(As a matter of interest, pi has been calculated to several trillion decimal places and no such signature has yet been found.)

  • Zingzing

    If there is a god and he created this universe for us, he’s got a pretty dim view of us and planted certain doom all over the place. If we can survive the next few billion years on this fragile planet, the sun will get us, and if we can escape this planet and the sun, there’s a giant black hole sucking this galaxy in like a cosmic toilet. Only that which is most ungodly–technology–is capable of saving our collective fucked ass.

  • Glenn Contrarian

    Doc –

    Hm. A ‘Maker’s Mark’? Perhaps there is one, just not in the way one might expect.

    I referred to the Many Worlds Interpretation above, which has been positively received by many (but not most) physicists including Stephen Hawking.

    At its basic level, it says that whenever a quantum particle changes state, it does so not to just one other state, but to every other possible state, and every other state exists in a different reality.

    Here’s where it gets weird – because if a new discrete reality comes into being with every possible new state whenever a quantum particle changes state, then it is almost certain that a new, discrete reality would be created with every possible combination of new states of all quanta in the universe. Essentially, with every cycle of quantum state-changes in the universe (and of course they all aren’t on the same clock and don’t happen simultaneously), a set of new realities is created that would make the Big Bang look puny indeed.

    So what the heck does this have to do with the subject at hand concerning the ‘Maker’s Mark’? It’s simpler than you might think. Because if every quantum particle changes state to every possible state, then there is quite literally an equal chance that (1)you’ll keep breathing, and that (2) enough of the atoms in your lungs are suddenly converted to energy to really ruin your whole day.

    But you know – you know – that won’t, that just can’t happen. So how could one reality – one that we know is impossible – be impossible, if the chance of it happening is exactly equal to the reality that we’re not going to blow up in the next moment, then what’s stopping that other reality from being our reality? And bear in mind that with MWI, there’s a for-all-practical-purposes infinite number of other possibilities, other realities being created every single moment of Planck time.

    Perhaps it’s not a ‘what’ that’s stopping those other realities from becoming our own, but a ‘Who’…because remember, if MWI is true, there’s equal chances for all those other realities, including the ones that We Just Know can’t happen.

    Perhaps that is the Maker’s Mark.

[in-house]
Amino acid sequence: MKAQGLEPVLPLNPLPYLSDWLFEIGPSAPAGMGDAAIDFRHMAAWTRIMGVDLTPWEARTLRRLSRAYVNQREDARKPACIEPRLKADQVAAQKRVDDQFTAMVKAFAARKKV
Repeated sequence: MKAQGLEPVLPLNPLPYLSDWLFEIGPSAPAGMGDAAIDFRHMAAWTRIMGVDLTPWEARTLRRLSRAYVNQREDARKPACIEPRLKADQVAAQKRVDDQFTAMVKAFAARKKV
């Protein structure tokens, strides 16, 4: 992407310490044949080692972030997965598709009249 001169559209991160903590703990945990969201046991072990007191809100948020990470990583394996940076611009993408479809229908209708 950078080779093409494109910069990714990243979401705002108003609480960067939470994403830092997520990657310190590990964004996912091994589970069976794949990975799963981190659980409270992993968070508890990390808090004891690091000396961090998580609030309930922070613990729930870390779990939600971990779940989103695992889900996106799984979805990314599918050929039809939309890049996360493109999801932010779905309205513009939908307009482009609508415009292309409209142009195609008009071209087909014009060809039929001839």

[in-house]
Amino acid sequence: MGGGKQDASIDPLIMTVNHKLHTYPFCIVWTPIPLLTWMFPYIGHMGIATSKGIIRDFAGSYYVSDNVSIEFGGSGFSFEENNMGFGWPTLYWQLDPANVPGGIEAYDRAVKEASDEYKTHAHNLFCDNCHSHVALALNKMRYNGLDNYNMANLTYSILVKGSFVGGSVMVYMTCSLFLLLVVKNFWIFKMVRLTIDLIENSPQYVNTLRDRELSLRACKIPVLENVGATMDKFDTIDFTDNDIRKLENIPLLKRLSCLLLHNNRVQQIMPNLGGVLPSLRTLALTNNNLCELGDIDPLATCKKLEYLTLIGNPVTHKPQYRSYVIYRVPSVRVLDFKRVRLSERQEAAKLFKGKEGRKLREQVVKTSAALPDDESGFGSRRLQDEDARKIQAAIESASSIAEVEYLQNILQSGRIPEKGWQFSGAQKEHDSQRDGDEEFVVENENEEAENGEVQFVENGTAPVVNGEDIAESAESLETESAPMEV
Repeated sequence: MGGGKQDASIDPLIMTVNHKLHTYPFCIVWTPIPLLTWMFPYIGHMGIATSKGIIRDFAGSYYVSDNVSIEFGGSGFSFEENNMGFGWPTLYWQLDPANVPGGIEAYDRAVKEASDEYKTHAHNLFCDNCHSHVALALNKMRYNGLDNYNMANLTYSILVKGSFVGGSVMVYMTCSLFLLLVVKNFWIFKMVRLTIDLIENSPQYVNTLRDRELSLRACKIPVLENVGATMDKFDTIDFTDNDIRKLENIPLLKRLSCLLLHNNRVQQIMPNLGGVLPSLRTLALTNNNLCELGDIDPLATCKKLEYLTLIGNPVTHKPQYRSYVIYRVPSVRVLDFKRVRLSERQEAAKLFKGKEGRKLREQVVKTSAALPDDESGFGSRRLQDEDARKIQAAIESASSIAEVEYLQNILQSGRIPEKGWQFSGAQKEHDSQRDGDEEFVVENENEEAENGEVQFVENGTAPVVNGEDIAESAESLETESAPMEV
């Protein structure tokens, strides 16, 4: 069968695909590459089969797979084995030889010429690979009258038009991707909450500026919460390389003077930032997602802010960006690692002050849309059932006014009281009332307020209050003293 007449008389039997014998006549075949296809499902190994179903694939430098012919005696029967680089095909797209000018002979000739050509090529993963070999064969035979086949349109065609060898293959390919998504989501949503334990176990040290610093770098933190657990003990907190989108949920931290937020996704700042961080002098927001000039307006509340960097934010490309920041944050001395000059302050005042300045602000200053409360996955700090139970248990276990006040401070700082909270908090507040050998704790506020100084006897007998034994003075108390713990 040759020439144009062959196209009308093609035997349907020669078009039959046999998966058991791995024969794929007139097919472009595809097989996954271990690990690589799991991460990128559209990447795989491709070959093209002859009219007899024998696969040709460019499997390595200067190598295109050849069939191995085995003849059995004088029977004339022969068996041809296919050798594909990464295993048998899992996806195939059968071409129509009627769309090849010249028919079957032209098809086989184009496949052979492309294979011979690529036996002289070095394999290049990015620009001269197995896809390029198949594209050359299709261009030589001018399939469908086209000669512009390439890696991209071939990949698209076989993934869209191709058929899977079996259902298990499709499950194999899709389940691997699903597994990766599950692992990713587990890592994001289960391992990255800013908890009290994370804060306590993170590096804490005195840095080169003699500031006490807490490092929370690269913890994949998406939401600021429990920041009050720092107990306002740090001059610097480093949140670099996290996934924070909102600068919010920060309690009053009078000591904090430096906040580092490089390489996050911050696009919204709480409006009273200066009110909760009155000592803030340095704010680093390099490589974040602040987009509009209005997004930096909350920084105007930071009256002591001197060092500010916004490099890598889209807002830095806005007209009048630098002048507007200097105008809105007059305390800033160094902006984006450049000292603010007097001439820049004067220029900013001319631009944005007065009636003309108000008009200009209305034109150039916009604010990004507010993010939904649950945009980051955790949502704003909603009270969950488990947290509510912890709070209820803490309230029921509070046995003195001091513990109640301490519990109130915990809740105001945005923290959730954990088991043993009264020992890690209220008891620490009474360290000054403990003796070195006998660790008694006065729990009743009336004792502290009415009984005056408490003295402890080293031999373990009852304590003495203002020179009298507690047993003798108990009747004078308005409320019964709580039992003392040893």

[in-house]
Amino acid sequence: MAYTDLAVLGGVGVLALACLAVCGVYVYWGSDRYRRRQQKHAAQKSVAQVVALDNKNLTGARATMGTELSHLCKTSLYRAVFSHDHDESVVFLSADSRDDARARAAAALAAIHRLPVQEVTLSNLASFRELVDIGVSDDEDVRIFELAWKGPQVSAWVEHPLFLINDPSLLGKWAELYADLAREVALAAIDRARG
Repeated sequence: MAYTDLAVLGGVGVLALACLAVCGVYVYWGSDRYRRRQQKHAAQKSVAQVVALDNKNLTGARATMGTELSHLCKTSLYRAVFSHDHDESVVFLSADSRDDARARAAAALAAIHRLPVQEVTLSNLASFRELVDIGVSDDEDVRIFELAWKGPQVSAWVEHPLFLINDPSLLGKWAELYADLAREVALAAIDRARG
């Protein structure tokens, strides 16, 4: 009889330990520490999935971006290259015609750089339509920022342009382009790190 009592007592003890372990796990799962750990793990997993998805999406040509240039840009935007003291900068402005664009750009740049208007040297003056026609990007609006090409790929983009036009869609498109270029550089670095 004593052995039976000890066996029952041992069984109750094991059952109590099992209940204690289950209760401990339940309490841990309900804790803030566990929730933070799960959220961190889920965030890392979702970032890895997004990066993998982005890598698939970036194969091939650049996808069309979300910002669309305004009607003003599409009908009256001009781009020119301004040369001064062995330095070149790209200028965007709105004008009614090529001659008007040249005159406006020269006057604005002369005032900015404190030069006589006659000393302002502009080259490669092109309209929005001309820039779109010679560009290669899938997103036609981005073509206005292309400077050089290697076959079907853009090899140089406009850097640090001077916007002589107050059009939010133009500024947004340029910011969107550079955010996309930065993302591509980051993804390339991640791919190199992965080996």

• Roger, as I wasn’t being sarcastic, your level of misunderstanding only deepens…

    Baronius, I don’t follow your point about evidence for a deity at all. There are some bits of information that would allow someone to say something along the lines of “well, that must mean there is a god” but that is leaping to a conclusion, it isn’t evidence in either a legal or a scientific sense, so it amounts to little more than wishful thinking.

    I don’t think we are at an impasse, although you may well be. From my perspective you have convinced yourself of something you obviously want to be true whereas I don’t care what the truth is one way or the other but I’m not going to buy a half assed argument and base my life upon it, particularly when history clearly shows us the duplicity and corruption at the heart of these creeds.

    Glenn, your #147 is a fun speculation but ultimately nothing but a philosophical exercise that is unproven and probably unprovable, which may well explain its appeal to you.

    I prefer the knowable, the verifiable and the substantive and there is nothing about our existence or the universe that either requires or implies divine origin unless you want it to and giving in to what you want to be true rather than what can be shown to be true is the essence of corruption.

  • Chris, since you’re always sarcastic, well, most of the times, you’ve long lost the ability to tell. You’re not really cognizant any longer of your dominant communication mode.

    But as I said, I’m not really interested in what you’ve got to say on this or any other matter, let alone do I bother to read your comments any more, so I’m gonna drop it.

  • Roger, if you don’t bother to read Chris’s comments any more, how do you know what he said in his last one?

    Glenn, there are two glaring flaws in your “maker’s mark/many worlds” argument. While they are obvious, they’re rather tricky, so I’ll wait to elaborate until tomorrow when my head’s a bit clearer. See if you can figure out what they are in the meantime.

  • Glenn Contrarian

    Doc –

    One, it’s unprovable by any technology today or on the conceivable horizon, and as far as the second one goes I’ve got a possible one…but before I point it out, I’d like to hear what you think the errors are. But thankfully, I can take your criticism seriously.

  • Wrong again, Roger, for the third consecutive time. Not sure that is a record for you but if not it must be close!